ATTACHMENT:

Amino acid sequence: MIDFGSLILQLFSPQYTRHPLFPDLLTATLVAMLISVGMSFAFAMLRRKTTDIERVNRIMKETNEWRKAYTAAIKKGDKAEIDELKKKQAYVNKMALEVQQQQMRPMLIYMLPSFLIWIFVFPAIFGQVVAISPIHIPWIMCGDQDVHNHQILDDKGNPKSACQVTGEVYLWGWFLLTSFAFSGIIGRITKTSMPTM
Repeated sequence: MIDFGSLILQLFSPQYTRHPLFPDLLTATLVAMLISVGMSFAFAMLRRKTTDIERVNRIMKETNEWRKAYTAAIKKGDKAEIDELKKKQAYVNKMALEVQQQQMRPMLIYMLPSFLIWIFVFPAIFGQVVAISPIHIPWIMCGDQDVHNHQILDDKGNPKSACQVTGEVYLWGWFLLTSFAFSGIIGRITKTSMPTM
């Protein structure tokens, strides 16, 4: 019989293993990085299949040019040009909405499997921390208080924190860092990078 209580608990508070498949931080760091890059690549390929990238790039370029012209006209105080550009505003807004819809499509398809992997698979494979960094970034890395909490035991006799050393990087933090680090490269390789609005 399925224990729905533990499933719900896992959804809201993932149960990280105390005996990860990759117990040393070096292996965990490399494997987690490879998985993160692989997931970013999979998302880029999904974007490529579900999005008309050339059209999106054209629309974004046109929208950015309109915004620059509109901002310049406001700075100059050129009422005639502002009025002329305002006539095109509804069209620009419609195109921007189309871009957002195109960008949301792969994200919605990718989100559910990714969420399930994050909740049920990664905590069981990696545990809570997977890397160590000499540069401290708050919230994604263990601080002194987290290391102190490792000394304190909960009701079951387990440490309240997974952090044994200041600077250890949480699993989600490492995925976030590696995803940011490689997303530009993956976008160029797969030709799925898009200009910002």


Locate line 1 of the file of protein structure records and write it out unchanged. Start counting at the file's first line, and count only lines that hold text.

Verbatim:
Amino acid sequence: MIDFGSLILQLFSPQYTRHPLFPDLLTATLVAMLISVGMSFAFAMLRRKTTDIERVNRIMKETNEWRKAYTAAIKKGDKAEIDELKKKQAYVNKMALEVQQQQMRPMLIYMLPSFLIWIFVFPAIFGQVVAISPIHIPWIMCGDQDVHNHQILDDKGNPKSACQVTGEVYLWGWFLLTSFAFSGIIGRITKTSMPTM